Rice University, where more than 95 percent of students are vaccinated, announced a move to remote classes last week after testing showed an alarmingly high number of community members with breakthrough coronavirus infections.
Those results, the university now says, were badly distorted by a testing glitch.
Of 4,500 tests administered on the Rice campus, 81 had returned positive results, mostly in vaccinated members of Rice’s community. Even in Houston, where the Delta variant was surging, the results were a surprise. Rice had taken tough efforts to control coronavirus in its community, practically demanding that students, faculty and staff be vaccinated, even as the state of Texas prohibited vaccination mandates. The university also required masks.
Further examination revealed that most of the people who appeared to have tested positive were actually negative for the virus, the university now says.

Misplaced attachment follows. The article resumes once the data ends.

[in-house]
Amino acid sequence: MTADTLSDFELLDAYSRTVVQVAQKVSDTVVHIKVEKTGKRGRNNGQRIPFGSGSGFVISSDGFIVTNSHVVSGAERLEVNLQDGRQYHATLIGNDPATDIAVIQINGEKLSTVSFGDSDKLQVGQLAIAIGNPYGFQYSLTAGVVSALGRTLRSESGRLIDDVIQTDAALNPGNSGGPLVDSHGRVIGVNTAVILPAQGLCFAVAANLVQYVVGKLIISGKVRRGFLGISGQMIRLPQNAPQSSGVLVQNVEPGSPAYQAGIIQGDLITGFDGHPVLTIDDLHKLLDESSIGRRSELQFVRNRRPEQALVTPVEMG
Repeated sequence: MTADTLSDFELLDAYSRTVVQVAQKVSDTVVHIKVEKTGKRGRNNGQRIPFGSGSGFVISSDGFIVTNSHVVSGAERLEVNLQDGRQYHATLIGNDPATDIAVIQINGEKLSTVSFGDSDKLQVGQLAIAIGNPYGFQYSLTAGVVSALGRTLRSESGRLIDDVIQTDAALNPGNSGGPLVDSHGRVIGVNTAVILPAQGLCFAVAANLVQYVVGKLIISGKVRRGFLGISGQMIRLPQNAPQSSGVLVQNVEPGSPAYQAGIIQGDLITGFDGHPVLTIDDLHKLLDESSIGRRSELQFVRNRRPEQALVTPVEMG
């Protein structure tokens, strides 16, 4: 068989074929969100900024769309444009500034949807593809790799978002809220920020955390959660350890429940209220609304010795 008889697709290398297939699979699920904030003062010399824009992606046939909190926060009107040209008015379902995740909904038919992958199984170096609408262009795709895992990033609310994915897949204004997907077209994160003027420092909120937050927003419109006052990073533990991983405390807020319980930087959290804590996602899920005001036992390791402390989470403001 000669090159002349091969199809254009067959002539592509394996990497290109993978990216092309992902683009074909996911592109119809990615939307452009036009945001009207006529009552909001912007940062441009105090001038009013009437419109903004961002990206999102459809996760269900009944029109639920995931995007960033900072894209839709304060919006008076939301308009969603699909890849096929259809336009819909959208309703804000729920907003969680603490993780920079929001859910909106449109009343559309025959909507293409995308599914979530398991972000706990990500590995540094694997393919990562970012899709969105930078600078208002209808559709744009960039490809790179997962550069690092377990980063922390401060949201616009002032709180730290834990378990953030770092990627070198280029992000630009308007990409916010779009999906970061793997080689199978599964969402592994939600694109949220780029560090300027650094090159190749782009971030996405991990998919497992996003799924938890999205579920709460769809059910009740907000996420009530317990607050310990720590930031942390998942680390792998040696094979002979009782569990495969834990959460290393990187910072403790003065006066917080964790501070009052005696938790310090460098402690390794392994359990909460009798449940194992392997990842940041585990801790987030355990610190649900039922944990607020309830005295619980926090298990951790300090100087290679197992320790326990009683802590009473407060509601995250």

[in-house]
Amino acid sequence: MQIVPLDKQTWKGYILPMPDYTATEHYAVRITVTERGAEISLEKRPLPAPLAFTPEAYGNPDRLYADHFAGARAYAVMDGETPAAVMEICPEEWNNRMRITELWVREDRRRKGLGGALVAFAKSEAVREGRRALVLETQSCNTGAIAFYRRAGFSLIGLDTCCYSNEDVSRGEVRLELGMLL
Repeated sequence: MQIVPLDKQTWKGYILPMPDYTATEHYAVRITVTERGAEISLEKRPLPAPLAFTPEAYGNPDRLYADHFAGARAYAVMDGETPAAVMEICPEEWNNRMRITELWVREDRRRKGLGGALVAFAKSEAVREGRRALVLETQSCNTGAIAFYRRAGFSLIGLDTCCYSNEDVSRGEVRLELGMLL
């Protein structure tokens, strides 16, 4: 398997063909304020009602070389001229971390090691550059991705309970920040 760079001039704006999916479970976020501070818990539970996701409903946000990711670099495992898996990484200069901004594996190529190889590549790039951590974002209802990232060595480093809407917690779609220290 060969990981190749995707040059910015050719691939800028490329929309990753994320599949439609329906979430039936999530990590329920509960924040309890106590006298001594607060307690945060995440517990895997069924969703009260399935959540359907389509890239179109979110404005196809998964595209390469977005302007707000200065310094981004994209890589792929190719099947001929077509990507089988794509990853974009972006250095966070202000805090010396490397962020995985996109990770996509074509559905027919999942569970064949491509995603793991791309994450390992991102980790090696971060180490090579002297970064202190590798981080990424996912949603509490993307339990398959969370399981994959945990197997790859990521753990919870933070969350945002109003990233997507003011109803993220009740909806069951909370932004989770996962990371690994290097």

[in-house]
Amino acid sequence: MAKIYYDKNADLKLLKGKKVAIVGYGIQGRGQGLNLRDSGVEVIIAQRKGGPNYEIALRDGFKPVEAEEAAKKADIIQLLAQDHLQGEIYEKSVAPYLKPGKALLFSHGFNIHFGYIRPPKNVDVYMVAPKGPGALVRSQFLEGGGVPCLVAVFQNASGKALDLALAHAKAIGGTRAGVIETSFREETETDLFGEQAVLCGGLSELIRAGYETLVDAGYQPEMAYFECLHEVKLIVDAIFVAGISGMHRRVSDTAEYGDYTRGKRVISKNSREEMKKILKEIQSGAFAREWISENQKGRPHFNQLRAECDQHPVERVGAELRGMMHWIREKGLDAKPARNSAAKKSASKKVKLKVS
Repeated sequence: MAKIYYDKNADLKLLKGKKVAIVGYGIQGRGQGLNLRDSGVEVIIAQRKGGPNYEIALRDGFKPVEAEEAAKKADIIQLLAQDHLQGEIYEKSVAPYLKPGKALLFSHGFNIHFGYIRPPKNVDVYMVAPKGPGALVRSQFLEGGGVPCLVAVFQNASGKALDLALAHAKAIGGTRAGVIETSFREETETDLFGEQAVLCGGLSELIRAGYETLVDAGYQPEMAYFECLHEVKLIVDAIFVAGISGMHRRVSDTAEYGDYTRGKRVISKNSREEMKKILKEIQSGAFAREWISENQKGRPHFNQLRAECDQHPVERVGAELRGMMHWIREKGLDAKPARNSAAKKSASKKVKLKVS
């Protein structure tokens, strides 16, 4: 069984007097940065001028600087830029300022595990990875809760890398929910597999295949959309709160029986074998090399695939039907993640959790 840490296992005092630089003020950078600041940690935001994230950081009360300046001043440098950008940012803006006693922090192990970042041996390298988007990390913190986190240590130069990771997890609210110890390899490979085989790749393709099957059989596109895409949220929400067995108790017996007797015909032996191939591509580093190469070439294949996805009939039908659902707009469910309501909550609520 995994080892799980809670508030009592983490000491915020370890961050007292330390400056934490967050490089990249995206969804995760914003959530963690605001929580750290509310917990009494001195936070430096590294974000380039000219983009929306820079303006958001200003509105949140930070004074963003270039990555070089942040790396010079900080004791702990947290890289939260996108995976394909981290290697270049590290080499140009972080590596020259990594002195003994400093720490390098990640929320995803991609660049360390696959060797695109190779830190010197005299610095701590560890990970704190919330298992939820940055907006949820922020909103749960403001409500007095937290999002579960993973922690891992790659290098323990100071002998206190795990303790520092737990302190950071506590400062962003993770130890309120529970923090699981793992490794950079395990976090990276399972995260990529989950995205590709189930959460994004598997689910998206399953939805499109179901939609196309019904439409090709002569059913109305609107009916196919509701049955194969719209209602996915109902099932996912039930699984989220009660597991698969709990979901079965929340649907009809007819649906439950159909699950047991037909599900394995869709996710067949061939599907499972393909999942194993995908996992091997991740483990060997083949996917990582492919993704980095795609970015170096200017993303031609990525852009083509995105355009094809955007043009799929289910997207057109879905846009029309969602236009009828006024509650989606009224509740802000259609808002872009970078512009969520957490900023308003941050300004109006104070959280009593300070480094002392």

When Rice began to examine the cases, it found that the results didn’t make sense, according to a note to the university community on Sunday from Kevin E. Kirby, vice president for administration at Rice. Most of the people who tested positive did not have any symptoms. And the cases were scattered, with no clusters.
Rice discovered that the testing provider that reported so many positive results had just switched to using a new test. When 50 of the people who tested positive were retested using different types of tests, all but one of the results came back negative.
All the same, Rice says that it plans to stick with its decision to move to remote learning until Sept. 3. According to a university Covid dashboard, Rice now considers only 27 of the 4,500 tests administered on campus since Aug. 13 to have yielded true positive results, not 81.